T.J. Auclair is a Senior Interactive Producer for PGA.com and has covered professional golf since 1998, traveling to over 60 major championships. You can follow him on Twitter, @tjauclair.
How to get ready for your golf season
Series: Golf Buzz
Published: Monday, April 07, 2014 | 2:06 p.m.
Shake off the cobwebs, folks. Spring is here, temperatures are rising – albeit slower in some places than others – and it’s time to get out on the course and start playing some golf.
In preparation for your new golf season, we reached out to PGA Master Professional Michael Doctor from Skaneateles Country Club in Skaneateles, N.Y. – the 2013 National PGA Golf Professional of the Year – to find out what can be done to get ready for a successful season on the links, no matter your level of ability.
PGA.com: For those folks in colder winter climates, what advice would you offer up as they prepare for a new golf season?
Doctor: Start with putting. You don’t even have to leave home to work on putting, which is one of the most important elements of the game. Set up an area in your house or office to practice. Invest in a few teaching aids or ask you golf professional if he has any putting aids you might be able to use to help develop your stroke during the off season.
Work on your short game. If you have a place to hit golf balls indoors -- like a dome or even into a net -- spend the majority of your time on the short game. Most domes have targets set up throughout the facility. Work on hitting different kinds of shots to those targets. Most importantly: Make your practice session fun.
PGA.com: Are there any particular exercises you would suggest they work on?
Doctor: I think it’s very important that golfers work with a trainer during the off-season. One of the best things I have ever done for my body, my confidence and my game was joining a workout class three days a week during the winter months. Try to find someone who understands the game of golf or specializes in working with golfers. Walking or running, or any cardio exercise, will be very helpful for building stamina especially for those golfers who like to walk when they play. Develop a stretching program with the help of a trainer to improve flexibility, which is so important when it comes to playing good golf. I personally like working with lightweights, kettle bells, a medicine ball and dumbbells.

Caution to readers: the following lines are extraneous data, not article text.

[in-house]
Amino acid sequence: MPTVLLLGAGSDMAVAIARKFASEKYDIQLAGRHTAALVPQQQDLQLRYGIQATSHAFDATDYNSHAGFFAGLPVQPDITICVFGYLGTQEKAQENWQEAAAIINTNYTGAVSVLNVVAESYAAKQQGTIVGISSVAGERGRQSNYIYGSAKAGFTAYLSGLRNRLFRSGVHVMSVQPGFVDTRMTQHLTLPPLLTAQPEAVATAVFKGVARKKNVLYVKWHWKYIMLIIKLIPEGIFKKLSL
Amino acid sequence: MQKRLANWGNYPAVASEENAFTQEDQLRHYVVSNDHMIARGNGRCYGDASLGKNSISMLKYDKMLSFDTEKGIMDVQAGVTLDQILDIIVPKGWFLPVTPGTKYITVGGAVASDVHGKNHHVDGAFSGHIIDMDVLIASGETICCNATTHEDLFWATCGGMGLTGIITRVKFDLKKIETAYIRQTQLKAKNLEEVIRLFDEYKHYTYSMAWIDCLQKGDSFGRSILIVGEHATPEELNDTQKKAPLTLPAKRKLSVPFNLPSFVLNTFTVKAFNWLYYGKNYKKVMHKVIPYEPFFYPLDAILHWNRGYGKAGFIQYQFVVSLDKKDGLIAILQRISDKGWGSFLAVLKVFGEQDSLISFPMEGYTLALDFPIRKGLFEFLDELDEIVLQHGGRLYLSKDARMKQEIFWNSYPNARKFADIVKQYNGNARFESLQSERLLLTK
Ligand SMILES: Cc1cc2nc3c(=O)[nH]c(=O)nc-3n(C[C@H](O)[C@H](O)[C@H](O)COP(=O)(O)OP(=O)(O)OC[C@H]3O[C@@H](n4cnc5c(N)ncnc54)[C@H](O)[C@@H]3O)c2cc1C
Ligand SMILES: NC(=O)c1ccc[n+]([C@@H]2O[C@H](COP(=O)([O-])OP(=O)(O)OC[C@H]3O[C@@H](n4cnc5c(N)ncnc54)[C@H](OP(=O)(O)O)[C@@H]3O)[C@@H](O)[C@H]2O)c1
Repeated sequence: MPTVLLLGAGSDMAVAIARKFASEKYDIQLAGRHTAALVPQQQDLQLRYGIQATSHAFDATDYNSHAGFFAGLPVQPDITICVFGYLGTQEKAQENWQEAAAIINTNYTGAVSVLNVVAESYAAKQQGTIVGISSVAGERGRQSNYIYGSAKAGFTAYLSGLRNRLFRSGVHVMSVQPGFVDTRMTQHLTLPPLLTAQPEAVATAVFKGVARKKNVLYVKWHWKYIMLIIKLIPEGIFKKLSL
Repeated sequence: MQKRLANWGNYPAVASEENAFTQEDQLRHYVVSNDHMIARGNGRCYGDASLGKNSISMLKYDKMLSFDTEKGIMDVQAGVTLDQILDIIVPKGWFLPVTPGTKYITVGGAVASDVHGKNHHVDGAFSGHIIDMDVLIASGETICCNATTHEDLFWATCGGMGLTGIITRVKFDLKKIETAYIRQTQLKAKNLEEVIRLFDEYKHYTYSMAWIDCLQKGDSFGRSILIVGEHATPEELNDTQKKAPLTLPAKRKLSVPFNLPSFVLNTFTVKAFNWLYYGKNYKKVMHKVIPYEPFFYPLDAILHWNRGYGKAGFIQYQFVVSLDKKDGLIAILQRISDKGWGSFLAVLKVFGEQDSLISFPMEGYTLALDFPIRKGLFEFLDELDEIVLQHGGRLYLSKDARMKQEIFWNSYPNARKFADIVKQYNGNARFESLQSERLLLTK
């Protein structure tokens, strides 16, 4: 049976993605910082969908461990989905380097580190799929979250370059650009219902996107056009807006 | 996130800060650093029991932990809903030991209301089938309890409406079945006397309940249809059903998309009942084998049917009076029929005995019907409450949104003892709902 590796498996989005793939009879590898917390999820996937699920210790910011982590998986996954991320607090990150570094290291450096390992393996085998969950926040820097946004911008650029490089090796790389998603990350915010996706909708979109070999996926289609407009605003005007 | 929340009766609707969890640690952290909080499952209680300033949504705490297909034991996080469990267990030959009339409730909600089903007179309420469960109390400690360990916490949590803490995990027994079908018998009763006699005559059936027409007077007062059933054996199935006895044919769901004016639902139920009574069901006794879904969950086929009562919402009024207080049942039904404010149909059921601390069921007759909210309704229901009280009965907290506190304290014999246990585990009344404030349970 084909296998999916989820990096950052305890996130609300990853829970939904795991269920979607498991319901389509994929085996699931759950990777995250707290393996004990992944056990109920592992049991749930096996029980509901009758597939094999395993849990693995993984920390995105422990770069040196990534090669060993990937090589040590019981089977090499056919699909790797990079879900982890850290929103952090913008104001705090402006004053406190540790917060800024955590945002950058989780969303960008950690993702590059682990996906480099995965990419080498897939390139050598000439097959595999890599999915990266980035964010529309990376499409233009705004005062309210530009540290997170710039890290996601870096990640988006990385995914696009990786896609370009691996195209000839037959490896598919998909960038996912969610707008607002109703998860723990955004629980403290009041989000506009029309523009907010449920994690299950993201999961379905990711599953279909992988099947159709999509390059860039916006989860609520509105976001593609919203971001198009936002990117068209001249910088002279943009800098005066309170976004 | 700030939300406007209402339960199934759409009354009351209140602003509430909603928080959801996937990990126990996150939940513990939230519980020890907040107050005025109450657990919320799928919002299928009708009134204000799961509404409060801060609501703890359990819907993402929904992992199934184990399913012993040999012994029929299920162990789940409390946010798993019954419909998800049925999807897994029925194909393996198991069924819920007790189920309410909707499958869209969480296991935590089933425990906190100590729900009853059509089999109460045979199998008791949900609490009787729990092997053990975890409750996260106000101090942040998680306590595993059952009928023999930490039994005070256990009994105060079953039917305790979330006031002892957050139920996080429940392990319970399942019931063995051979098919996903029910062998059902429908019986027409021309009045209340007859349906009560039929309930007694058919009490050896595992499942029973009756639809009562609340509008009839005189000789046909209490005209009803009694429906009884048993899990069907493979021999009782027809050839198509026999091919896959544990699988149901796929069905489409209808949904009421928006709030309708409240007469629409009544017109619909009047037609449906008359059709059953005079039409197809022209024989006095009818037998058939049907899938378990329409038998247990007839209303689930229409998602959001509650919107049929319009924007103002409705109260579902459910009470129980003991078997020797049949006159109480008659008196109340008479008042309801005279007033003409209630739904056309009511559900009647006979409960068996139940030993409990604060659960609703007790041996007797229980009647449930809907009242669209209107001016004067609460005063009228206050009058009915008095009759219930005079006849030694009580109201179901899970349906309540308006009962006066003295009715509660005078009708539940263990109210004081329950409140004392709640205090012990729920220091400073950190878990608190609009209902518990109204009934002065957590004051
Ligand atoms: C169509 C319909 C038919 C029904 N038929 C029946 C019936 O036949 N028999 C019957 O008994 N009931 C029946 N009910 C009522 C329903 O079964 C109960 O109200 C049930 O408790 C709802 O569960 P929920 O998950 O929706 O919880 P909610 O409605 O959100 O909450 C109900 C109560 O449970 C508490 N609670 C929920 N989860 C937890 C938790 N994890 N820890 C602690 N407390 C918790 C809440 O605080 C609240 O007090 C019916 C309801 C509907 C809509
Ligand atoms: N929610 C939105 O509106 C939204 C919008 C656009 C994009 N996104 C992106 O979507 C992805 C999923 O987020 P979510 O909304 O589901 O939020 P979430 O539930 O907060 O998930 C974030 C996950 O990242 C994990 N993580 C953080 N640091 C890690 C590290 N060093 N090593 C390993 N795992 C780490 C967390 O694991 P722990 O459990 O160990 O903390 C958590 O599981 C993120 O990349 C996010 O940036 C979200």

PGA.com: What about club maintenance? Is now the time to get new grips? Check loft, lie and shaft? Why is that important?
Doctor: I always like to put new grips on my clubs in the spring. I believe that it’s extremely important that you have the right size grips. I make sure that the grip is the right size for the player but I also believe that it’s very important that the grip feels right to the player. For example: I wear a XX Large golf glove but I like grips that are only slightly oversize in the right hand and standard size in the left hand. It helps me to feel the club head when I swing the club. I take the time to interview the customer. I ask them what type of grip they may like and what they would like the club to feel like when they are swinging it. If they aren’t sure if they will like the grip or I’m not sure of the size, I put one on their favorite iron and let them try it. The golfer’s only contact with the golf club is through the grip. It’s important to make sure they like it and make sure it’s right.